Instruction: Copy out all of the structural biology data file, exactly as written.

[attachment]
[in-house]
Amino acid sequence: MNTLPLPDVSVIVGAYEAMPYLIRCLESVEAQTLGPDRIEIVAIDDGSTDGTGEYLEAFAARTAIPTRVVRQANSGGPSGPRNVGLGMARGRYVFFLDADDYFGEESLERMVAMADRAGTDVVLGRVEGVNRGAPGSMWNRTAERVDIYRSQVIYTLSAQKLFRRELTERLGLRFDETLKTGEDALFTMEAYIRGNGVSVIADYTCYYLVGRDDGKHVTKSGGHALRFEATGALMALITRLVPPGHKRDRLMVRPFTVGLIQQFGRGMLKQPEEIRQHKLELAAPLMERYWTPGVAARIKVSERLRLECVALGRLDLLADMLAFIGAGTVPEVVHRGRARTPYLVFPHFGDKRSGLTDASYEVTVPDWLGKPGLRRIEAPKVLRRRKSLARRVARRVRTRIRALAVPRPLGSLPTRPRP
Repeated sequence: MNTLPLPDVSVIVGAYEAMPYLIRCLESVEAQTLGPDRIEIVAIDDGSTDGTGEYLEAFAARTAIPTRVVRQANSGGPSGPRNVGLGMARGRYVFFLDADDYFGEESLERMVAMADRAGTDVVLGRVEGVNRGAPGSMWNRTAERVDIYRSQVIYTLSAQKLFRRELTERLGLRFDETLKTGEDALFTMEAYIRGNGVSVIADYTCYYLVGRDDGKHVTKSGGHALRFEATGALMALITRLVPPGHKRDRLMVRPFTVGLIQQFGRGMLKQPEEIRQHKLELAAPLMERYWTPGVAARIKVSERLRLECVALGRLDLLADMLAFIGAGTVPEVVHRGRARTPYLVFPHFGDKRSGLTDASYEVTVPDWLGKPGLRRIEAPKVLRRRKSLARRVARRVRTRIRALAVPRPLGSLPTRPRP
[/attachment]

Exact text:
[in-house]
Amino acid sequence: MNTLPLPDVSVIVGAYEAMPYLIRCLESVEAQTLGPDRIEIVAIDDGSTDGTGEYLEAFAARTAIPTRVVRQANSGGPSGPRNVGLGMARGRYVFFLDADDYFGEESLERMVAMADRAGTDVVLGRVEGVNRGAPGSMWNRTAERVDIYRSQVIYTLSAQKLFRRELTERLGLRFDETLKTGEDALFTMEAYIRGNGVSVIADYTCYYLVGRDDGKHVTKSGGHALRFEATGALMALITRLVPPGHKRDRLMVRPFTVGLIQQFGRGMLKQPEEIRQHKLELAAPLMERYWTPGVAARIKVSERLRLECVALGRLDLLADMLAFIGAGTVPEVVHRGRARTPYLVFPHFGDKRSGLTDASYEVTVPDWLGKPGLRRIEAPKVLRRRKSLARRVARRVRTRIRALAVPRPLGSLPTRPRP
Repeated sequence: MNTLPLPDVSVIVGAYEAMPYLIRCLESVEAQTLGPDRIEIVAIDDGSTDGTGEYLEAFAARTAIPTRVVRQANSGGPSGPRNVGLGMARGRYVFFLDADDYFGEESLERMVAMADRAGTDVVLGRVEGVNRGAPGSMWNRTAERVDIYRSQVIYTLSAQKLFRRELTERLGLRFDETLKTGEDALFTMEAYIRGNGVSVIADYTCYYLVGRDDGKHVTKSGGHALRFEATGALMALITRLVPPGHKRDRLMVRPFTVGLIQQFGRGMLKQPEEIRQHKLELAAPLMERYWTPGVAARIKVSERLRLECVALGRLDLLADMLAFIGAGTVPEVVHRGRARTPYLVFPHFGDKRSGLTDASYEVTVPDWLGKPGLRRIEAPKVLRRRKSLARRVARRVRTRIRALAVPRPLGSLPTRPRP